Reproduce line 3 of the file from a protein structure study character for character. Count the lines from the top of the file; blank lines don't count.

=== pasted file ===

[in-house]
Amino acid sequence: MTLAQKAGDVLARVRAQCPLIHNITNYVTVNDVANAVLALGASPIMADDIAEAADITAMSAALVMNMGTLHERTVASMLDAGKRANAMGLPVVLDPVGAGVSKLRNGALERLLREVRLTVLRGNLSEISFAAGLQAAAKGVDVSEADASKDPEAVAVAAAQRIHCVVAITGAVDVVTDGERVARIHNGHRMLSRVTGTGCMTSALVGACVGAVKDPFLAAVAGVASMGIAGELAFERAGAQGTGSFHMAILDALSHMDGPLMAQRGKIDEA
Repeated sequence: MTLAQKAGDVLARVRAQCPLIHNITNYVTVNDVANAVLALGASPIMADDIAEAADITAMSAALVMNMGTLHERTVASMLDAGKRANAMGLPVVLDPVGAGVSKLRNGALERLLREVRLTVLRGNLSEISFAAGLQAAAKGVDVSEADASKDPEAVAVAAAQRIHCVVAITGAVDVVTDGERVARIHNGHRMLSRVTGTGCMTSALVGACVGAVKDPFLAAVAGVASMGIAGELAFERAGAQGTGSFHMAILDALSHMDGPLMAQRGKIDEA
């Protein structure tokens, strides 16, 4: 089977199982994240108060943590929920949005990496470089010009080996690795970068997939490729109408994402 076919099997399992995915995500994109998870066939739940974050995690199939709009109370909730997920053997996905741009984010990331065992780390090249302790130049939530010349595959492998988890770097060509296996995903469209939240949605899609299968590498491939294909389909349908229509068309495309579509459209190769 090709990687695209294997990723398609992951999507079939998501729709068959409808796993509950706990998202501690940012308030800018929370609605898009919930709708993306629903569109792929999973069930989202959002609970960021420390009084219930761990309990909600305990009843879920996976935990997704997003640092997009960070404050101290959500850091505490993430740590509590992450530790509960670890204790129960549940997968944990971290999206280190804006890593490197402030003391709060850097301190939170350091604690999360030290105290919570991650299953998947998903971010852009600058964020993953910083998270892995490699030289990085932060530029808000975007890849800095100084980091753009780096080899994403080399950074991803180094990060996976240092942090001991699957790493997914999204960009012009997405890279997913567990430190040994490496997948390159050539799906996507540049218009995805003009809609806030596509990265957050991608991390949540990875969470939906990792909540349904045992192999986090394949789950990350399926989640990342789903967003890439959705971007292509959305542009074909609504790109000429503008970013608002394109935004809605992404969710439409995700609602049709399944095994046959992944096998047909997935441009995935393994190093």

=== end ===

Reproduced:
Repeated sequence: MTLAQKAGDVLARVRAQCPLIHNITNYVTVNDVANAVLALGASPIMADDIAEAADITAMSAALVMNMGTLHERTVASMLDAGKRANAMGLPVVLDPVGAGVSKLRNGALERLLREVRLTVLRGNLSEISFAAGLQAAAKGVDVSEADASKDPEAVAVAAAQRIHCVVAITGAVDVVTDGERVARIHNGHRMLSRVTGTGCMTSALVGACVGAVKDPFLAAVAGVASMGIAGELAFERAGAQGTGSFHMAILDALSHMDGPLMAQRGKIDEA